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Robotic Maze Procedure for Atrial Fibrillation

Surgeons at UW Hospital and Clinics in Madison, Wisconsin have been performing robotic maze procedures. The electrophysiology cardiology team, and the surgical team work together to assess patients with atrial fibrillation. If atrial fibrillation cannot be treated with medication or other nonsurgical procedures, patients may be referred for a robotic maze procedure.
 
This procedure allows the surgeon to correct the electrical irregularity in the atria without performing open-heart surgery. With the robotic maze procedure, patients experience fewer potential complications and a much shorter hospital stay than with traditional open surgery.
 
The procedure
 
The robotic maze procedure takes two to three hours to perform. The need for a heart-lung bypass machine for this surgery is eliminated by deflating the lungs to provide access to the heart. The pericardium is opened, and catheters are inserted around the heart from the right side. The operation is continued on the left side by connecting the catheters, forming a loop around the heart. A microwave probe is used around the left atrium which creates heat to form a lesion around the atrium.
 
Good candidates for the maze procedure are:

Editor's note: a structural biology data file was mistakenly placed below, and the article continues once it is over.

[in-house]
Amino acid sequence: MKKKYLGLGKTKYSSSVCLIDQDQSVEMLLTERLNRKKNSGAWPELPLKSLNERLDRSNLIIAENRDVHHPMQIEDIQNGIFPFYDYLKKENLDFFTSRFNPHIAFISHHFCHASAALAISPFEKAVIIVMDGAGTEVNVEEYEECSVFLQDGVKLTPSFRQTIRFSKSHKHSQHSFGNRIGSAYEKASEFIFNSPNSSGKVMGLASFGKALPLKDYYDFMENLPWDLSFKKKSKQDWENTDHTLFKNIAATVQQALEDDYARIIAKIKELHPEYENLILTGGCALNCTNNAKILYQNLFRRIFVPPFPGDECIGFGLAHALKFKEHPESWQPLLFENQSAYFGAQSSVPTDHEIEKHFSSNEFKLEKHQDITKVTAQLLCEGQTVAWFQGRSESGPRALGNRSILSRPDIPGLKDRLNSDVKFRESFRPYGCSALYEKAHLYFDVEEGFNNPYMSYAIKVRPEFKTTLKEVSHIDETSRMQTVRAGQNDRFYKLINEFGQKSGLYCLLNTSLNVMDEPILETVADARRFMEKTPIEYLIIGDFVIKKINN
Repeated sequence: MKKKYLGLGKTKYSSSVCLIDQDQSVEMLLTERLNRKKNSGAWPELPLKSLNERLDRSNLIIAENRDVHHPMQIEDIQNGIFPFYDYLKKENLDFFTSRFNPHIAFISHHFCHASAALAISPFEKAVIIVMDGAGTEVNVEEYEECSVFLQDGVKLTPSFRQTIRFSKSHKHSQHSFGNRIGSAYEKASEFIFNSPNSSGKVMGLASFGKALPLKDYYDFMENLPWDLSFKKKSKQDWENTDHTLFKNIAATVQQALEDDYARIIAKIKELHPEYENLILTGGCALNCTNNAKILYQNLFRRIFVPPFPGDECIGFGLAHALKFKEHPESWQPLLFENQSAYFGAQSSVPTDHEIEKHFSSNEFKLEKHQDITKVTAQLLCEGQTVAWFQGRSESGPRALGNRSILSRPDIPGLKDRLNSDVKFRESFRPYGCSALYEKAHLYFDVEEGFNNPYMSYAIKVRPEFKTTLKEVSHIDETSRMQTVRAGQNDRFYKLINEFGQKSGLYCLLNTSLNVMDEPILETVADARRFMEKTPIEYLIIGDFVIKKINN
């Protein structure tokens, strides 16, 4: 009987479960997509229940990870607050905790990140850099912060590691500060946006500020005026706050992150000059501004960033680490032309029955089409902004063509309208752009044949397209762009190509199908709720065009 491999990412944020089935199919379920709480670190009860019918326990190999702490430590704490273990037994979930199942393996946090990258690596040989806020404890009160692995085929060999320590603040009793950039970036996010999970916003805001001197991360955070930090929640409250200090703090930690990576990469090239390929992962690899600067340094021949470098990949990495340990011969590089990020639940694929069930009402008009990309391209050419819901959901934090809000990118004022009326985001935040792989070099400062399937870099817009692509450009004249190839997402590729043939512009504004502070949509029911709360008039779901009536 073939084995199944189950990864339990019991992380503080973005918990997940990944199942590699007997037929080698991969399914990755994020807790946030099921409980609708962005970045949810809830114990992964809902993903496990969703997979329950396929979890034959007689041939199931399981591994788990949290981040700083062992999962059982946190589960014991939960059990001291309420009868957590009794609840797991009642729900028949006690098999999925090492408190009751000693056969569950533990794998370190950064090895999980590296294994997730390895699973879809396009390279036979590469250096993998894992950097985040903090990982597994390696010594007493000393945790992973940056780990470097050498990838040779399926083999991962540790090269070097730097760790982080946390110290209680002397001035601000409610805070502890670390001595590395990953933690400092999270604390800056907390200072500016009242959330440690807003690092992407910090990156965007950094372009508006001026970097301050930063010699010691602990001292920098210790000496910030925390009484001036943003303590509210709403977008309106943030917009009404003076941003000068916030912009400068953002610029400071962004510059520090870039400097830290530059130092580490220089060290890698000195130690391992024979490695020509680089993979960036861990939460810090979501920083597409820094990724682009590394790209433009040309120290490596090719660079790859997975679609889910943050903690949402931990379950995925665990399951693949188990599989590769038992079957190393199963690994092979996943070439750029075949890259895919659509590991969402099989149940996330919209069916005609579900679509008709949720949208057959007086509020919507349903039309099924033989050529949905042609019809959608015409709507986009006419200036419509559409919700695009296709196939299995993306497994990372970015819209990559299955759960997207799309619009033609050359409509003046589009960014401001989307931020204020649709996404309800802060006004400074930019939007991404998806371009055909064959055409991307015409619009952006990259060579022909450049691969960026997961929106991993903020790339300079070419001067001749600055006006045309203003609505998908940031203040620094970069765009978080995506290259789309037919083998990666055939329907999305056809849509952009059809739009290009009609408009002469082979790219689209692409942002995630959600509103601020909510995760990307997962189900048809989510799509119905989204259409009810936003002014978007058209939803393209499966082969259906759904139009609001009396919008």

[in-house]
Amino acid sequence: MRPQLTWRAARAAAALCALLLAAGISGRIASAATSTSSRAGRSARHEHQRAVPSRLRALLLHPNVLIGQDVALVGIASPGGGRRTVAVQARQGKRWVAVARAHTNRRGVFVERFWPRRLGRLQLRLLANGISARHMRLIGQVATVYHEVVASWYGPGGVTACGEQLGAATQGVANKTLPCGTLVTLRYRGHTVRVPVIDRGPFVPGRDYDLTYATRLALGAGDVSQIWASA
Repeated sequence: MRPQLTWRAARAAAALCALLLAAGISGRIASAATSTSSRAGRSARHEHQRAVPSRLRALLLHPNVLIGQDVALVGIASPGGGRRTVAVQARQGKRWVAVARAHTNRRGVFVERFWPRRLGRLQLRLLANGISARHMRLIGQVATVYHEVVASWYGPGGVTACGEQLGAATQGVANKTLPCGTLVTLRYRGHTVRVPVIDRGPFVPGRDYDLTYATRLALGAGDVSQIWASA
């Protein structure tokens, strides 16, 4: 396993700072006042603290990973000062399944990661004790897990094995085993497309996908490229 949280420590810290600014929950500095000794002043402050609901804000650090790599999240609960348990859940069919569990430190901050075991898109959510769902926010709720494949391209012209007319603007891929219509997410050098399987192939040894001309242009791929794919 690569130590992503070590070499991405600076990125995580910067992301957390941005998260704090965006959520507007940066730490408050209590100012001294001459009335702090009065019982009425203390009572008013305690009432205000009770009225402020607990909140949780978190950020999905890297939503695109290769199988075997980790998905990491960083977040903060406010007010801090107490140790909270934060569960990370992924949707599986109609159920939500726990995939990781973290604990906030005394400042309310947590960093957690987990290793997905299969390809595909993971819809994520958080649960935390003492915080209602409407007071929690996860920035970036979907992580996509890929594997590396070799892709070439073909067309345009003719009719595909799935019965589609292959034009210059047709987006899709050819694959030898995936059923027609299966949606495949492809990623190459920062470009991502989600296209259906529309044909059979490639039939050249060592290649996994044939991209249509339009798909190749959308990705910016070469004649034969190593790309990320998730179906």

• Patients who cannot tolerate drugs
  • Patients whose quality of life is limited by drugs
  • Patients whose hearts continue to slip into an irregular rhythm 
Results
 
Most patients are able to go home one or two days after surgery and should be able to return to work in three to 10 days if there are no complications. Some patients may experience some residual symptoms of arrhythmia, such as heart palpitations or a lack of energy, because it takes up to six months for scar tissue to completely form after ablation.
 
UW Hospital and Clinics is unique because our surgeons work collaboratively with electrophysiology cardiologists to evaluate each patient and determine the best possible treatment options. These may include medication, nonsurgical techniques, surgery, or a combination of all three. We find this collaborative approach is the safest, most effective way to treat atrial fibrillation.